Bottomline: I am glad I ran into Will Ruocco, a talented illustrator/ designer willing to share his secrets. Will maintains Etsy and Big Cartel virtual storefronts for those not lucky enough to run into him in person. The best place to keep up to date with all of his many projects is www.willruocco.com or: www.facebook.com/WillRuoccoArtDesign.


WILCO buys Brian Shaw’s Art for Gig Poster

Brian Shaw graduated a few weeks ago, winner of the 2012 Don Breter Memorial Award for most improved illustration student. He drew a series of gig posters for his senior illustration class. He asked me how he might get them in front of the eyes of Wilco, one of his favorite bands. I didn’t know, but Scotty Reifsnyder, a successful illustrator and KU alum did a poster for Wilco once, so I asked Scotty to take a look at Brian’s work.

Brian writes, “This opportunity was a dream come true for me. Not only did I get to illustrate for a band, but for one of my all time favorites, WILCO! I never in a million years thought I’d get this lucky. I owe all my thanks to Kevin McCloskey and Scotty Reifsnyder for helping to set up this opportunity! Scotty was extremely encouraging and offered very helpful information to point me in the right direction. Perhaps the most helpful tip was to be patient and determined! Though you may not find the work right away, keep trying and eventually something will present itself.”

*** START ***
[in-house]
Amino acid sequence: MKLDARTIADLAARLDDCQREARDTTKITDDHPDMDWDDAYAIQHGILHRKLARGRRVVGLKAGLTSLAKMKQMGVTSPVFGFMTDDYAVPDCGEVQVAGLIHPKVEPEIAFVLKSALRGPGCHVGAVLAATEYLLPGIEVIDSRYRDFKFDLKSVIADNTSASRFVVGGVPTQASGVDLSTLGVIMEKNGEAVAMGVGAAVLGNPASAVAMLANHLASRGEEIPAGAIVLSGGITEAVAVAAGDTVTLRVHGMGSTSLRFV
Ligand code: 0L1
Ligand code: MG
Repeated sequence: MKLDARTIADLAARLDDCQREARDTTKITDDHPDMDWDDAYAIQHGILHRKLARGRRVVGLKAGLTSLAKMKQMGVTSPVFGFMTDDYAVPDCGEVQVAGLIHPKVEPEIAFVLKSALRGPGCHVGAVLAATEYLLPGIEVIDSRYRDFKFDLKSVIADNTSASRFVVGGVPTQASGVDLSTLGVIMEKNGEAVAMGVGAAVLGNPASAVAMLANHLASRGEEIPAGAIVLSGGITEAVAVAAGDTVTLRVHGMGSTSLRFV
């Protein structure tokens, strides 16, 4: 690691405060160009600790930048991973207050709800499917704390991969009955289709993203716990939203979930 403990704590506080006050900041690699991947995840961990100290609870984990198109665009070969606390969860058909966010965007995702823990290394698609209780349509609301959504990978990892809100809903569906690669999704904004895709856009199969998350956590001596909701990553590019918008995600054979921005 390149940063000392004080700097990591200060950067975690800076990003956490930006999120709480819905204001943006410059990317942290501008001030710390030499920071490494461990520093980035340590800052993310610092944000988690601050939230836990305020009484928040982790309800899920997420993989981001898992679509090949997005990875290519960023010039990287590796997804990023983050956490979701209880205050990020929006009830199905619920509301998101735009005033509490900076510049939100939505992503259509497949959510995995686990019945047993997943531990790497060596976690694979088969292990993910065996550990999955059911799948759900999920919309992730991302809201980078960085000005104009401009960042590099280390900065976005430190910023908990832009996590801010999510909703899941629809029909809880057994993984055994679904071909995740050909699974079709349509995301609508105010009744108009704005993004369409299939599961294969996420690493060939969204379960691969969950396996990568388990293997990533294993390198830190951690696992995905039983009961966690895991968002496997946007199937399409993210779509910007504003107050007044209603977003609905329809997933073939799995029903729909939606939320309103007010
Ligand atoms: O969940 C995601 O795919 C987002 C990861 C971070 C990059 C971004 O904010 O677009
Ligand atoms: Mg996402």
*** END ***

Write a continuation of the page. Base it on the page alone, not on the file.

Wilco printed 145 limited edition, 18 by 24 inch, prints, all signed by Brian. Brian was paid a flat fee of a few hundred dollars and he got to keep the first 15 prints for sale. When those run out, they are available for purchase from WILCO’s store for $25.

Rock gig posters are a natural fit for Brian, “When I’m not drawing, I’m playing drums in my band, The Flintstone Club.” To see more of Brian’s illustration and design work, or to contact him about buying a signed print, visit his web site. 

Artwork for his own band, The Flintstone Club, © 2012 Brian Shaw